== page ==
Elizabeth Candy Stanton and Susan B. Anthony and the Suffrage Movement [Name of Writer] [Name of Institution] Elizabeth Candy Stanton and Susan B. Anthony and the Suffrage Movement Susan B. Anthony was actually a steady determined and taught woman who had a great longing and vitality to wipe out subjection. In the wake of meeting Elizabeth Cady Stanton she got the chance to be immersed in the ladies' rights improvement dedicating her life to getting ascend to rights for all. Various men looked for after Susan anyway she never married; she might not want to be "controlled" by a man. Or maybe she dedicated her entire life to this achieve. They quickly got the chance to be allies and sisters in the cause. Elizabeth would make the locations and Susan would pass on them. Elizabeth's children insinuated Susan as Aunt and she much of the time managed the house full importance of the women' suffrage movement. On the off chance that Anthony's triumph is a record of the movement's victories Stanton's thrashing has an impressive arrangement to let us know about its disappointments. Specifically the annihilation of Stanton shows why the suffrage movement did not accomplish more to change itself into a persisting political power tending to essential reasons for imbalance than the absence of the vote (DuBois 1981 192). References Banner L. W. (1980). Elizabeth Cady Stanton a radical for woman's rights. Little Brown. Barry K. (1987). Susan B. Anthony: A biography of a singular feminist. Free Press. Griffith E. (1985). In her own right: The life of Elizabeth Cady Stanton. Oxford University Press. Stanton E. C. (1897). Eighty Years and More (1815-1897: Reminiscences of Elizabeth Cady Stanton). European Publishing Company. Stanton E. C. Anthony S. B. & DuBois E. C. (1981). Elizabeth Cady Stanton Susan B. Anthony Correspondence Writings Speeches. Schocken. [...]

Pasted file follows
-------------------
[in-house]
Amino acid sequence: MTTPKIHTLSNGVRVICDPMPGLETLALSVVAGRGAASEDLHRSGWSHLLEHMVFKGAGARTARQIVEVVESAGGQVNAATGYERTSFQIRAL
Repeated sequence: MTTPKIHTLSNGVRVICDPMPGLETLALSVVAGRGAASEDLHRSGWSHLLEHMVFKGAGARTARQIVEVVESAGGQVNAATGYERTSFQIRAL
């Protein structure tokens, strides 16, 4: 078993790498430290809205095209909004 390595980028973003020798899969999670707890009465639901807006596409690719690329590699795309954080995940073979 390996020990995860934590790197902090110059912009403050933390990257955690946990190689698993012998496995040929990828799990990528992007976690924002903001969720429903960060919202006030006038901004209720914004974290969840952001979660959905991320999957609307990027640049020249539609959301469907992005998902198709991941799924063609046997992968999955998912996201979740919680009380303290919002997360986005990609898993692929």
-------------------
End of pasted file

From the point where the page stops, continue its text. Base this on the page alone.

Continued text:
Writing Assignment Two - Minimum of 1500 Words - NOT including cover page and source list. 1. Your writing assignment should be on the same topic as your Annotated Bibliography. 2. Students must use FSW Library's online catalog and subscription databases to obtain scholarly sources. a. Use 4 Secondary and 2 Primary sources. Please view your comments for the Annotated Bibliography. You may need to add, replace, or delete some of your sources. b. DO NOT USE Textbooks, Websites, Encyclopedias, or movies. This includes Oxford, Biography, or any other reference materials. c. Use sources such as non-fiction books, journal articles, and academic style articles from magazines. You can use limited websites such as the government archives, and Gutenberg.org. d. Use the FSW library database. Recommended subscription databases include Academic Search Complete, Arts & Science, Social Sciences Full Text, Humanities International Complete, and World History. To access the Library's online catalog and databases, click on the links Find a Book and Find an Article on the Library's homepage at www.edison.edu 3. While writing the paper, ask yourself who, what, where, when, how, and why questions. What were the effects? How and why is my topic historically relevant? Why does this topic make a good window through which to view the big picture of World History? 4. Create the paper in Microsoft Word, using 12-point type, Times New Roman font, double-spaced paragraphs, and one-inch margins. 5. PROOFREAD your paper before submission to the professor. Check your Turnitin Results. Submit early enough to make any corrections. 6. Create an original title for your paper. List the title on the cover page of the paper, along with student name, semester, Instructor name, and course ID. 7. Use APA Citation Style. To cite your sources, I recommend using the following websites: Son of Citation Machine: citationmachine.net (Links to an external site.) Purdue Online Writing Guide: owl.english.purdue.edu (Links to an external site.) Writing Tips: * Use in-text, APA parenthetical citations (author's name and date) to cite sources within the body of the paper. Each paragraph generally will need at least one in-text citation. * Use direct quotes only when you could not have said it better yourself. Place direct quotes in quotation marks and cite the source. Limit papers to only a few direct quotes. * Cite every idea gleaned from your sources, even when paraphrasing or summarizing. Do not cite common knowledge, e.g., "The American Civil War ended in 1865." * Do not use first person pronouns, e.g., "I", "you", "us", or "we", in a scholarly paper. Write only in the third person, e.g., "he, she, or they". * Use the past tense, e.g., "Slavery triggered the Civil War", not passive voice, e.g., "The Civil War was triggered by slavery". Avoid using passive verbs, e.g., "It was decided" or "Decisions have been made". Passive voice does not answer who did what to whom. * Do not plagiarize! Papers will be submitted through Turnitin. Plagiarism is quoting, paraphrasing, or summarizing information from resources without acknowledging them with citations, letting someone else write part or all of your paper, or downloading part or all of your paper from the Internet. Students who plagiarize will earn a ZERO for the assignment. Grading * When grading the papers, the professor considers each step of the research process: selecting a topic; locating, retrieving, evaluating, and citing resources; creating a list of works cited; organizing the research; writing multiple drafts; and adhering to set guidelines. The grade for this assignment is based on the following five categories, worth 20 points each: Resources, Citations, Narrative Quality, Information & Organization, & Historical Analysis.